The Art of Doing Nothing!
Our resident columnist, Yeoh Siew Hoon may be an intrepid traveller who is always on the go, but this month, she learns how to switch off and just do nothing...
In today's world where we are constantly having to do something... it is indeed hard to do nothing.
Last week, I had dinner with someone who told me he spent 10 nights at Shangri-La's Boracay Resort & Spa. This made me nearly choke on my warm chocolate cake drizzled with fresh cream, salty caramel and walnut crumble.
For starters, I've yet to visit the resort that I've heard so much about – and it's definitely on my list of 500 places to stay at before I die. For another, 10 days! How could anyone spend 10 days in one place, and an island to boot?
“What did you do?” I asked.
“Nothing,” he said, straight-faced.
“Nothing for 10 days!!” I asked.
I was devouring my cake as he was very slowly savouring his dessert of vanilla ice cream topped with fresh fruits.
“Yes, it's very hard not to do nothing for 10 days,” he said, as straight-faced as before.
And there you have it. A moment of truth shared over sweet somethings.
In today's world where we are constantly having to do something – tweet, Facebook, Weibo, RenRen, Google+, text, instant message, take photos, share videos – and where we are constantly being bombarded with information and deals – it is indeed hard to do nothing for one day, let alone 10 days.
Watch what people do when they are waiting for a taxi, sitting in the train, even driving the car. Or sitting at airports or on planes. We are constantly fiddling with one device or another.
The iPad has made it even worse – now there are games on your fingertips. Angry Birds, Fishing Joy, Words with Friends, Solitaire – all designed to keep us doing something all the time.
And when we travel, we bring all these things with us to stop us from getting bored.
“Weren't you bored, doing nothing?” I asked my friend.
“That was the point. I wanted to be bored,” he said.
I am glad I spoke to my friend when I did. I am currently planning a 10-day holiday to Rajasthan in late November.
My girlfriend, who runs a travel company specializing in adventure holidays, has put together an amazing programme of activities – camel rides in Jaisalmer, tonga ride in Bikaner, camel cart ride and yoga lesson in Pushkar.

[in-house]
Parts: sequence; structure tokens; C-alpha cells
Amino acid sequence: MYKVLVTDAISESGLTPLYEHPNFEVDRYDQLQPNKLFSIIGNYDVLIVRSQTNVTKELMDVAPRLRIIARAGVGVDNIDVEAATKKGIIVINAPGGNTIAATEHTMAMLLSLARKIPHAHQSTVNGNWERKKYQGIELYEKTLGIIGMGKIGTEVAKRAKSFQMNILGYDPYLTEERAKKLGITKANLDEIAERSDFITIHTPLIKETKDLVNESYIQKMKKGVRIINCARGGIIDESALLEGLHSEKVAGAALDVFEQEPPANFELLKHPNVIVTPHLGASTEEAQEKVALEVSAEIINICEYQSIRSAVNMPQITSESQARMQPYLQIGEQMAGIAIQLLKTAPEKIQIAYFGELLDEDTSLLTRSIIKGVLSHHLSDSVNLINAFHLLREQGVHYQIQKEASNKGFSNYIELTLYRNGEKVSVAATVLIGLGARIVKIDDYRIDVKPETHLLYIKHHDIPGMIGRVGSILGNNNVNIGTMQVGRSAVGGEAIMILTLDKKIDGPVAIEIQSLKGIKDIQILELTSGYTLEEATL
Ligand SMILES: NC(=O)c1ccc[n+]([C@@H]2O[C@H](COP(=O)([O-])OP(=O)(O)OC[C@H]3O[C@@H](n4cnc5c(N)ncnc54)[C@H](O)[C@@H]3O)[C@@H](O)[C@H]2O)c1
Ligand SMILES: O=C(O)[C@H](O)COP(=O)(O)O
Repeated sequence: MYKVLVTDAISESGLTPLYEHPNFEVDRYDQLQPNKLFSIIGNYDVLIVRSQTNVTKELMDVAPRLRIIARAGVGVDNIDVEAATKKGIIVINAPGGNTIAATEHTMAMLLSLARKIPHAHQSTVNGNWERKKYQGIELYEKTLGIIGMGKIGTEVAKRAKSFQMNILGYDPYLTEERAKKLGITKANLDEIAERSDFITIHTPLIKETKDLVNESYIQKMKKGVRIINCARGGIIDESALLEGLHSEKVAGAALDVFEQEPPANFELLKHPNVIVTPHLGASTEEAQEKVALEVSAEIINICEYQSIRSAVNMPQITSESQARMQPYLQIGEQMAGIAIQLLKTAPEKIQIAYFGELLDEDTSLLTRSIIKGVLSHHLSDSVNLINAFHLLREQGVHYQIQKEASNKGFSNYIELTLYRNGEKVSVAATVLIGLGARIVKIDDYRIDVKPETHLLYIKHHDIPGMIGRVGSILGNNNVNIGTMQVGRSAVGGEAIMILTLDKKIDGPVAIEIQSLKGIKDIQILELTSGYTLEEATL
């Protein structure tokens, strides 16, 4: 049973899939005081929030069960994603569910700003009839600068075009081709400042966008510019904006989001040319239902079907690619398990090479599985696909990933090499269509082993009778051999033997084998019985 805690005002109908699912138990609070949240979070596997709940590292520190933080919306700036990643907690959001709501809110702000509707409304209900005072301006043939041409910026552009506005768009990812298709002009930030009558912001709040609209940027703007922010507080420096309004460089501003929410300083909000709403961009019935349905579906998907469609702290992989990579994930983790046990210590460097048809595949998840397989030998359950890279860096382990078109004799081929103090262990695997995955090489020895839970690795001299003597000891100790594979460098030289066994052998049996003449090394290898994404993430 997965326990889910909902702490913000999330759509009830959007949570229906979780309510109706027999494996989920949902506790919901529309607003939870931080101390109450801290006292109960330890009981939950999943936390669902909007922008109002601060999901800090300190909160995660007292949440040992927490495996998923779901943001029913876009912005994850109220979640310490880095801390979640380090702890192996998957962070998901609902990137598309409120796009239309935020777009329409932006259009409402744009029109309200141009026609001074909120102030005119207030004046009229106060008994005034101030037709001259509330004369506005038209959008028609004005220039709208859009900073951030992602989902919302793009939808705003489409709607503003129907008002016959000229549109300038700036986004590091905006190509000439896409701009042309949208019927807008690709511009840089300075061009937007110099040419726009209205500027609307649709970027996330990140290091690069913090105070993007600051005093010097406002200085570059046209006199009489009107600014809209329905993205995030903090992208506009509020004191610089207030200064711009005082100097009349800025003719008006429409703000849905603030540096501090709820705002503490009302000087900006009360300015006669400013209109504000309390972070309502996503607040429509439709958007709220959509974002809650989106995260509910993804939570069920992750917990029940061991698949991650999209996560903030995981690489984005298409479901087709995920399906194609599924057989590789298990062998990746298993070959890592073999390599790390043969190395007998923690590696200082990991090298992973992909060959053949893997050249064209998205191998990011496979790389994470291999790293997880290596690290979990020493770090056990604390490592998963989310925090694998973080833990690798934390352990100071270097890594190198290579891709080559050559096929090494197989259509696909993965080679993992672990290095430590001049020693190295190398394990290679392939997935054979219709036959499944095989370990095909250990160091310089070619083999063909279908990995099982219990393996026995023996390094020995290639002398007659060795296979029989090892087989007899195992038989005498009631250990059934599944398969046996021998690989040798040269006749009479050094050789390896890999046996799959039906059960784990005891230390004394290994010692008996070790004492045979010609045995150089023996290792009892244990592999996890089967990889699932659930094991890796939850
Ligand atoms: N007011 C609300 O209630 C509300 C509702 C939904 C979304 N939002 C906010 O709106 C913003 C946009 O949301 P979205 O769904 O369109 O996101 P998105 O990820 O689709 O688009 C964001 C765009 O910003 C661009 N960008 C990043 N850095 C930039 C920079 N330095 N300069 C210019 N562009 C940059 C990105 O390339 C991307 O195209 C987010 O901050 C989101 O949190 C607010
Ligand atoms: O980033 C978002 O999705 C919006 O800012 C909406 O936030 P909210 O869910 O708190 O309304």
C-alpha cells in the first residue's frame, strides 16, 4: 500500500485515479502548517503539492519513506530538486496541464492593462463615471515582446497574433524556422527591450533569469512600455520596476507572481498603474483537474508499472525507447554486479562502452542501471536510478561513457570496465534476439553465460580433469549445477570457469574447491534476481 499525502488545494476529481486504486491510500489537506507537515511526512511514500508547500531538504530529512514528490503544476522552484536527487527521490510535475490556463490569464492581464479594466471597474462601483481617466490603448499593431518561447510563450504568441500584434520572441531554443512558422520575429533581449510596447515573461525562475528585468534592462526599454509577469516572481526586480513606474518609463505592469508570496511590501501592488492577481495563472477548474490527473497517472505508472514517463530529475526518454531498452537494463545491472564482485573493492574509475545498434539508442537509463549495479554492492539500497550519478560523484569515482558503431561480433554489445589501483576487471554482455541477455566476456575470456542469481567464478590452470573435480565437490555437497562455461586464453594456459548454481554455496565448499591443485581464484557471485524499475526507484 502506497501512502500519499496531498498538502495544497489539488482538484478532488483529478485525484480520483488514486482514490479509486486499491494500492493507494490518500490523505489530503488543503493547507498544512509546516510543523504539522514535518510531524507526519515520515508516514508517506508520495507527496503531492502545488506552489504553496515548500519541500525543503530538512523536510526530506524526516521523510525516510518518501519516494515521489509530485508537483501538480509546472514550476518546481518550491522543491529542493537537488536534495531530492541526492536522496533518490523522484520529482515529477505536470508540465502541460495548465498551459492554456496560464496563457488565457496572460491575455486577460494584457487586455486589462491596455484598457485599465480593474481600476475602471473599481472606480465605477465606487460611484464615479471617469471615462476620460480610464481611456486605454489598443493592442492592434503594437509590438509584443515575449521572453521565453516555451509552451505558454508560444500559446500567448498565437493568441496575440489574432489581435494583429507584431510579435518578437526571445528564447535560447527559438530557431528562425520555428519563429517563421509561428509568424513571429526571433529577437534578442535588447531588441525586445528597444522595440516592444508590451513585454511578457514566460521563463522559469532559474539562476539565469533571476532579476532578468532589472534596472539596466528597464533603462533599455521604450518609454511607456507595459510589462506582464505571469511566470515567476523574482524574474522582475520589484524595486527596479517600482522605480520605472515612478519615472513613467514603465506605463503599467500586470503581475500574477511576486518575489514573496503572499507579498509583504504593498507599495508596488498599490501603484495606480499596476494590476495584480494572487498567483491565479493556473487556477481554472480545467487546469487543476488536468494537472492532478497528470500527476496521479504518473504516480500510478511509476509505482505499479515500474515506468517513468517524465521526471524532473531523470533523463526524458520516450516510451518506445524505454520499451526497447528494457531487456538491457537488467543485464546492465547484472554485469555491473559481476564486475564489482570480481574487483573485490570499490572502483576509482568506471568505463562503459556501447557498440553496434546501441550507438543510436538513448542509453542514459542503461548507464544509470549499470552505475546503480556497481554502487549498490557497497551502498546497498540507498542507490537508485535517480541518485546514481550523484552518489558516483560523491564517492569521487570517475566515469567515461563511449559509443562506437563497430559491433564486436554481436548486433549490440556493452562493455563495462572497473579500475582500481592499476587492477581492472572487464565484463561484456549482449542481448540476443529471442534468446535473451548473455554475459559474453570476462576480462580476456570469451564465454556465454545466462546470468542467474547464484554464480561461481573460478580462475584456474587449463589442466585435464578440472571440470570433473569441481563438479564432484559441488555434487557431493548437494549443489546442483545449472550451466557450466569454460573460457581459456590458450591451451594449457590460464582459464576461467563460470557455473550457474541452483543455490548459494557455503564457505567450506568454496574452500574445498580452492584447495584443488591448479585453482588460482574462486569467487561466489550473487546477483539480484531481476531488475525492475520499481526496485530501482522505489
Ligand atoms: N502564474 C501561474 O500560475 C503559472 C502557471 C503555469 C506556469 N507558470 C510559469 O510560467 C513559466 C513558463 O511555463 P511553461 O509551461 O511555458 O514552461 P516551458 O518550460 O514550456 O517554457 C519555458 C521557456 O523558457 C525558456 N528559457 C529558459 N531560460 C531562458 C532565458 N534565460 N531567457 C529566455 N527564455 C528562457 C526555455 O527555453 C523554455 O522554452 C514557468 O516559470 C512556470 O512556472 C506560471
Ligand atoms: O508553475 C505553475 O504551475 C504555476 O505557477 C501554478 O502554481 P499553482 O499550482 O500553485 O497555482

I must tell her to include “time to be bored” in the programme because by then, I think I may actually need time to do nothing.
If Rajasthan doesn't work, then I am definitely headed for Boracay where I hope to be bored in my tree-top villa overlooking the azure blue ocean of the Philippines, where the sand is so powdery white you want to put it on your face and where the sunsets are so orange you want to eat it.
Does that count as doing nothing?
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haha Siew Hoon, I must qualify myself. I guess what I mean by doing 'nothing' refers to not doing the usual activities that people normally do in particular tourist places.
For example, if folks visit Boraqay, normally that will entail doing sea sports, suntanning, riding ATVs etc. And when all that is done, they leave; they've done 'the things that are mentioned in the brochure'. Or, in other destinations, they rush to 'complete the tourist spots checklist'.
So we we did 'nothing' in the sense that we did the things that maybe folks don't normally do, such as watching DVDs (we once watched the entire 9-hour LOTR trilogy in the hotel room), sleeping, gyming, reading Kindles at the beach, I did beginner's webOS programming... It's all good, and we didn't feel pressured by any predetermined plan. I want to be bored so that 'I can choose to do my own thing.'
The good thing about the Shangri La is that the location is so beautiful it's quite possible to just laze around and relax, which is the whole point. The private beach is absolutely wonderful. The fishes appear around your legs once you walk around a few metres into the crystal clear water... Highly recommended!
So amazing the place